Calorie Dense vs. Nutrition Dense Foods

Perhaps the largest complaint I hear coming from dieters is the issue of being “hungry” and a lack of satiety from the meals they eat.

Well, the truth is, you can easily eat A LOT of food and leave the table full (every time) while still sticking to a reduced calorie regimen IF you learn to harness the power of something called caloric density.

The term caloric density simply refers to a number of calories in a given amount or volume of food….and calories do not bother me because the body has no way of counting calories…..WHAT? Yip, prove me wrong!!! But that is an article for another day!!!

A food that packs a lot of calories in a very small volume of food is considered to have a very high caloric density. Conversely, foods with a low caloric density yield a much smaller calorie total from the same amount of food, allowing you to eat “more” without actually consuming more calories.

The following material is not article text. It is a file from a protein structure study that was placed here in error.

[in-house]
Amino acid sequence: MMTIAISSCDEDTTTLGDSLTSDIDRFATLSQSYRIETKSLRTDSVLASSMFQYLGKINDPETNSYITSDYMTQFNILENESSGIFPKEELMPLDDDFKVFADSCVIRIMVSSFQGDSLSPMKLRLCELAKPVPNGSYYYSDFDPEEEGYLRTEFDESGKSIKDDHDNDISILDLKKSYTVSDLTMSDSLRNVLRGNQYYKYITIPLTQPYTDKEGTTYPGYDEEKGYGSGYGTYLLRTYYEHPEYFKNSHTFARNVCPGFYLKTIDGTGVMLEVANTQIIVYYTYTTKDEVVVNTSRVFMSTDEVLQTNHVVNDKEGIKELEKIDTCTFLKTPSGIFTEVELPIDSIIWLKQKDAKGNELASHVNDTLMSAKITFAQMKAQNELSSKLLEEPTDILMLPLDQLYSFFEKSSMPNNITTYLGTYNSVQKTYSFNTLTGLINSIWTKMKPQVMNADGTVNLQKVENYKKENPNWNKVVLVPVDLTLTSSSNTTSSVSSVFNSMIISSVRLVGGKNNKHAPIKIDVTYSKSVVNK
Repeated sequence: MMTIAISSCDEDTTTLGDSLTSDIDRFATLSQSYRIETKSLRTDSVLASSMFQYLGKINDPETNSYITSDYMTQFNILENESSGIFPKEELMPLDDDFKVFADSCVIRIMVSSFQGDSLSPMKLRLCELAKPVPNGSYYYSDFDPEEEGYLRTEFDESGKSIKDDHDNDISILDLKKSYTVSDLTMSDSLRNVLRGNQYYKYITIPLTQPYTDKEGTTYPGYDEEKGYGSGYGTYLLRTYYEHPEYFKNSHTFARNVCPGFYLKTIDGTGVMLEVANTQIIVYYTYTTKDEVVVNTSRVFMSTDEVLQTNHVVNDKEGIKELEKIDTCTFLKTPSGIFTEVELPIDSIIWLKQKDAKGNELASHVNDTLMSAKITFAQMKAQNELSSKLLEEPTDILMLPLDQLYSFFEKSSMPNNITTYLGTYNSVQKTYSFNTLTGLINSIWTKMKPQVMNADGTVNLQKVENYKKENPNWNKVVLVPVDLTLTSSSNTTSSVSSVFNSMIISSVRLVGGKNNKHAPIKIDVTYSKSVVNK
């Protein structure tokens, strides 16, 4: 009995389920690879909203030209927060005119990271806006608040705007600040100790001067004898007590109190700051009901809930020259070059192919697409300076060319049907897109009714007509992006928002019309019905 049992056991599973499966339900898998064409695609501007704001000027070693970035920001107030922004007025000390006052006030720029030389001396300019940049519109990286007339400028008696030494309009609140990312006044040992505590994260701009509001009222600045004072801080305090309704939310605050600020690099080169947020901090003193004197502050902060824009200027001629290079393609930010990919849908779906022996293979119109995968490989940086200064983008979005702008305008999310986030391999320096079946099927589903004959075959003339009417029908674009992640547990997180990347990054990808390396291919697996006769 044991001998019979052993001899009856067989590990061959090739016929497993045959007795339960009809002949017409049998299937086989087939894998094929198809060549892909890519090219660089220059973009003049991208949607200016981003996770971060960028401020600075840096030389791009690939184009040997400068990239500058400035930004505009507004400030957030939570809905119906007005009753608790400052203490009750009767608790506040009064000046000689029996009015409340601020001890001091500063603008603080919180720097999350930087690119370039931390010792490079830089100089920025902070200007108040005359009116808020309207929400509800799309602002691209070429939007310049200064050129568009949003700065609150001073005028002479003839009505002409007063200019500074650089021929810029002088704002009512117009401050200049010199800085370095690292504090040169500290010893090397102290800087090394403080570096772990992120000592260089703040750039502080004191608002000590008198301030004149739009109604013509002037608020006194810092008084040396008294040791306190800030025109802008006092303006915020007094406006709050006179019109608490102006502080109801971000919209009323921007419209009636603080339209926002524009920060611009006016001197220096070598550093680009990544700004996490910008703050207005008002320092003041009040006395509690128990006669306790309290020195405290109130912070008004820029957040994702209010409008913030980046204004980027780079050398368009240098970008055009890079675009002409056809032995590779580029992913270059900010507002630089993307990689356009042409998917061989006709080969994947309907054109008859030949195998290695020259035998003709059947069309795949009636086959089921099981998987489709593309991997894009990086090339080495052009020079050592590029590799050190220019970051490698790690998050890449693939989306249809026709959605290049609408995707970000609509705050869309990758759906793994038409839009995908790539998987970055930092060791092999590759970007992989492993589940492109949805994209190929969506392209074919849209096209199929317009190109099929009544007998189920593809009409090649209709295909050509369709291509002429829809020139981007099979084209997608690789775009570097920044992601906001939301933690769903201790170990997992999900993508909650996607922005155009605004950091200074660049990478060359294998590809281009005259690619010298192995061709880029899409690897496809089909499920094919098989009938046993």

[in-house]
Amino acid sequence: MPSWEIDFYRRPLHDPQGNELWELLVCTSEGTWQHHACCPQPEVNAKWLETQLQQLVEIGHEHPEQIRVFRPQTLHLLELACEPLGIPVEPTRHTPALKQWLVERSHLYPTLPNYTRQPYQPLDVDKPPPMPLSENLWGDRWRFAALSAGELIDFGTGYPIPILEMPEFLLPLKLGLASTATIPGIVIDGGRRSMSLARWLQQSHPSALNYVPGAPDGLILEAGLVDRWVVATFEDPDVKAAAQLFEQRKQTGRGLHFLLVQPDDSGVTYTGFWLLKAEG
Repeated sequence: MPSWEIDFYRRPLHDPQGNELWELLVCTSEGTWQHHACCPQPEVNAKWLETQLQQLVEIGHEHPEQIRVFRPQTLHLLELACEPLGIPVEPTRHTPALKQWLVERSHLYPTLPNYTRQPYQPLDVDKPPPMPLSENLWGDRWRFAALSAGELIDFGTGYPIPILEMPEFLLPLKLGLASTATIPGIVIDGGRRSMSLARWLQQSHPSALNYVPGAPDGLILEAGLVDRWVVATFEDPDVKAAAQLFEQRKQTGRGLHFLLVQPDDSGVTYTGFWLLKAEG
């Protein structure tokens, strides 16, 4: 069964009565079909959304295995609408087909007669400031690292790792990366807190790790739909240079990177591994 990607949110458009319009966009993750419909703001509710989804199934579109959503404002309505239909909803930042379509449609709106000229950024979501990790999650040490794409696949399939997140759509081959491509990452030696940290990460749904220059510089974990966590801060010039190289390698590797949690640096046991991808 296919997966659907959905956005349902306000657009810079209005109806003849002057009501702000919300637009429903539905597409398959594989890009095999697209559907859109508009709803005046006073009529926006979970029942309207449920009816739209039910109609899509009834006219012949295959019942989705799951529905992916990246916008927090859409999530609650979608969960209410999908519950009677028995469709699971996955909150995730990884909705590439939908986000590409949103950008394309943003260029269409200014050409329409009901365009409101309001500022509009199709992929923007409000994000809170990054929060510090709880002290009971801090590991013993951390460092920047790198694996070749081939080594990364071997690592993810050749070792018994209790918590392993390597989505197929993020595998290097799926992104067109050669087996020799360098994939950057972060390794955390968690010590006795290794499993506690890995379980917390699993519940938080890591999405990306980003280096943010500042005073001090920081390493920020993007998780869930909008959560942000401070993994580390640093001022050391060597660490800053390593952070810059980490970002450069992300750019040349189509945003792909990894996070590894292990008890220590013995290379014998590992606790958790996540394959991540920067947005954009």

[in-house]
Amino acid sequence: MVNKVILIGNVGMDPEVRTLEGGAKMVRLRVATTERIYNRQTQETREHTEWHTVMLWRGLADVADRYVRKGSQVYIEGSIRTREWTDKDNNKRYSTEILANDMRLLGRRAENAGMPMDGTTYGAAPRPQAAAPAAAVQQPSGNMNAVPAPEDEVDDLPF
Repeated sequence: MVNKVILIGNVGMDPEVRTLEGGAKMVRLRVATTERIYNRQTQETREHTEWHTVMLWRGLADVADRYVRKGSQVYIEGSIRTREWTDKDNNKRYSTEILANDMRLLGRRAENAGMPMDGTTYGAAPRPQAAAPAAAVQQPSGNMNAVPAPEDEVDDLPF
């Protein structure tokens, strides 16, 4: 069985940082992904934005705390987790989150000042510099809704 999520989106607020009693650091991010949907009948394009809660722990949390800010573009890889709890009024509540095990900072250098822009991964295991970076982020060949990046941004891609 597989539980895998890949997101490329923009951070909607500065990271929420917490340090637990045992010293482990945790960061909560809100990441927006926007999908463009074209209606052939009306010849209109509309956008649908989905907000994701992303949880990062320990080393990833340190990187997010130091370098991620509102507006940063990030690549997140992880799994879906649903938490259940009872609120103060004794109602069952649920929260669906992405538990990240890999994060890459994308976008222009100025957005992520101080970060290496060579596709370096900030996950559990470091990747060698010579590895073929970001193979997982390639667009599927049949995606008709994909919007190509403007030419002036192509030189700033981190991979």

Ice cream is a classic example of a food with a high caloric density. Anyone can eat 1,000 calories of ice cream. On the other hand, even the largest appetites would have a hard time consuming 1,000 calories worth of spinach.

Obviously, if the goal is to leave the table full without consuming massive amounts of calories, the key is to consume low-calorie, high volume foods.

It’s probably no shocker that fruits and vegetables have very low caloric densities, particularly green and leafy vegetables.

Other foods with low caloric densities include lean proteins, beans, and by nature, most foods high in fibre.

Take home message: Combine LOTS of fruits, veggies, beans, and lean proteins for meals that leave you full, without the calorie bulge.